You can hear all this on the 911 call, which was released publicly after the incident, and is nearly nine minutes long. Joe gave the man every opportunity to cease the attack, probably more opportunity than most of us would. Joe said he was trying to buy time for responding officers to arrive. The assailant, instead of backing down or complying, stripped off his hat and shirt, and advanced on Joe, puffing his chest in the classic pre-violence posturing. He kept challenging Joe to “shoot me.”

Joe kept himself between the assailant and his kids who were still in the living room and did his best to keep the girl behind him as well. Joe kept giving ground, hoping the police would get there in time.

The assailant backed him all the way into his living room, where his kids had been sleeping. They were awake now, and the older boy was covering his younger sister with his own body to protect her, hiding both of them under a blanket. Joe kept giving verbal commands. He kept giving ground – until he stood with his children at his feet behind him.

Then Joe fired his weapon, striking his would-be assailant with a single .40 S&W round dead center mass, ending the immediate threat.

The girl became hysterical, of course, and ran to the dying man. It turns out she was his estranged wife, and despite him trying to choke her minutes before, she still loved him.

Joe did what he had to do when he had no other option.

The Decatur police had rolled up and were just approaching the front door when they heard the gunshot’s report. The Deputy Chief had high praise for how the local cops handled things.

He learned later that the cops took the kids out, keeping them covered with the blanket so they wouldn’t see what was on the floor in their home.

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The Aftermath

If you’re involved in a use of force like this, you will be a suspect until proven otherwise. Joe knew this, and complied with the officers who arrived. He was put in the back of a squad car and eventually taken to the police station. Joe said that after such an incident, your thinking will be cloudy. It’s best, after answering the basic questions of who you are and where you live, to assert your right to counsel and stop making statements until later, when your body has recovered and your mind has had a chance to clear.

As he sat in the back of that patrol car in his driveway, a jumble of thoughts were crashing through his head:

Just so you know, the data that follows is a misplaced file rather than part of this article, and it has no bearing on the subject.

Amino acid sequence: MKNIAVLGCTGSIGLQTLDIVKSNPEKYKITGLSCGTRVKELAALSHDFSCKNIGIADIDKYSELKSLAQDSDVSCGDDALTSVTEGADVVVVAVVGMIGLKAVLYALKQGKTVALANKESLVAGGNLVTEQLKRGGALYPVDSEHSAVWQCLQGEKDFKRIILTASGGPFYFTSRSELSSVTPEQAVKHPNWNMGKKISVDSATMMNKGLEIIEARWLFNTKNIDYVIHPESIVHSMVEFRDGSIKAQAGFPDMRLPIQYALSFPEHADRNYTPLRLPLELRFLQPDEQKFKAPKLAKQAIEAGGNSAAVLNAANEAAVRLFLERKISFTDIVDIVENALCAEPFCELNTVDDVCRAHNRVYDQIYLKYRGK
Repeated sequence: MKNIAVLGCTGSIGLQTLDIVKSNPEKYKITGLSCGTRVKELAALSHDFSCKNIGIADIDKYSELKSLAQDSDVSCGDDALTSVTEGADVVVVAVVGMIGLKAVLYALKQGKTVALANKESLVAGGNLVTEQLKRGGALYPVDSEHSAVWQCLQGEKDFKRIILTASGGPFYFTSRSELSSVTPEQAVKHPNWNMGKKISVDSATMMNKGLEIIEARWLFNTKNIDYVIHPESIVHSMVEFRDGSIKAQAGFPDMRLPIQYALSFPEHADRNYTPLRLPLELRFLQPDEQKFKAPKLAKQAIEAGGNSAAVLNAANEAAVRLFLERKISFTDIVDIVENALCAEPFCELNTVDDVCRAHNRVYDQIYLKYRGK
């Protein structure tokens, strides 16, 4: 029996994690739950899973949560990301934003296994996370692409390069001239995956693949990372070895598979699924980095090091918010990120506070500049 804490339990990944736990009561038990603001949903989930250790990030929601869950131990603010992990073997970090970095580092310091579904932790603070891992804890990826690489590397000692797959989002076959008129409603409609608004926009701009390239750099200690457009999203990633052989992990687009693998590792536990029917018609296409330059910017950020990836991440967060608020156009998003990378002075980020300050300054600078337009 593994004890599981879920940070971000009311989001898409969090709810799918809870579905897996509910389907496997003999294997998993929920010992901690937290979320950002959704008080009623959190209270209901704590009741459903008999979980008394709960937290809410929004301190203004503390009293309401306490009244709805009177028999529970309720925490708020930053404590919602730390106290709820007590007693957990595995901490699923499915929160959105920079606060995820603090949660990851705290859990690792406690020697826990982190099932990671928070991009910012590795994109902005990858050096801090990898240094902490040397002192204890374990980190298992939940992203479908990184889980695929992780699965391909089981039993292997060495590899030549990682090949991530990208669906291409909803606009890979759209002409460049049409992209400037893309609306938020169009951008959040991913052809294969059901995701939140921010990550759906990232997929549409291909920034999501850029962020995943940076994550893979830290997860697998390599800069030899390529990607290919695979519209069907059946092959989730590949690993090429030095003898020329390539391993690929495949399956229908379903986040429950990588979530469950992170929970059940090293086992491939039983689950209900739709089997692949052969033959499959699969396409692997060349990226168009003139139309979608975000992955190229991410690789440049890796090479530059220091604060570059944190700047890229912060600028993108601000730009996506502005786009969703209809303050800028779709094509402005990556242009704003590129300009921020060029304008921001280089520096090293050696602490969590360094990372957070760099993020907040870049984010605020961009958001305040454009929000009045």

“I just killed someone in front of my kids.”
“I just ruined Christmas.”
“The house is ruined.”
“We can’t come back here.”

The kids, of course, would have to go somewhere as Joe was being detained for questioning. Their mom was out of town. They asked Joe where she was. He didn’t know the address, but he was able to tell them the name of the bed and breakfast and the town.

They asked for his wife’s phone number. In his post-incident confusion, he couldn’t remember it. A number he used every day, but so much was going on in his mind he just couldn’t remember it. They said that was all right, they would figure it out.

He suggested the boy’s basketball coach, who lived nearby and had kids about the same ages as his, as someone who could take care of the kids for the night.  He was able to give a name, but again, not an address or phone number.  Decatur Police figured that out, too, and the kids were taken care of.

He noted how the confusion he experienced just reinforces earlier advice of asking for counsel and not making a statement about the event immediately. His mind wasn’t up to giving accurate information that soon after the incident. He couldn’t accurately recall his wife’s cell phone number, much less exact details of what had just happened.

He was taken to the police station and the police again asked him what had happened. “I very respectfully told them that I hoped they understood, but the police union I was a member of had a lawyer available to me and I wanted to talk to them before saying anything else.” The investigator was not upset with him, and no undue pressure was put on him to talk before he was ready.

They had been able to find his wife and told her that the few clothes he was wearing were likely to be taken as evidence. Later that night, he was allowed to leave, wearing the clothes his wife had purchased at Walmart in the middle of the night on the way to the station.

He couldn’t go home. Not only was his front door broken and his house a mess, it was still a crime scene and investigators were still there. Also, threats from the family and friends of the “suspect” were already coming in.

The Lessons

Counseling; don’t go it alone – After the incident, Joe got counseling for the kids, and for himself. “That was a very good decision,” he said. One of the first things the psychiatrist told him was to get out of that house. Sell it and move. He told Joe that he would never be comfortable there again; that he’d never be able to relax; it would slowly destroy his family. It could cost him his marriage. It might cost him his life, too. So Joe took the advice and called a couple of friends and relatives on the way home.

Joe was grateful that brother officers from his department and others stood by while Joe and friends moved belongings out of the house.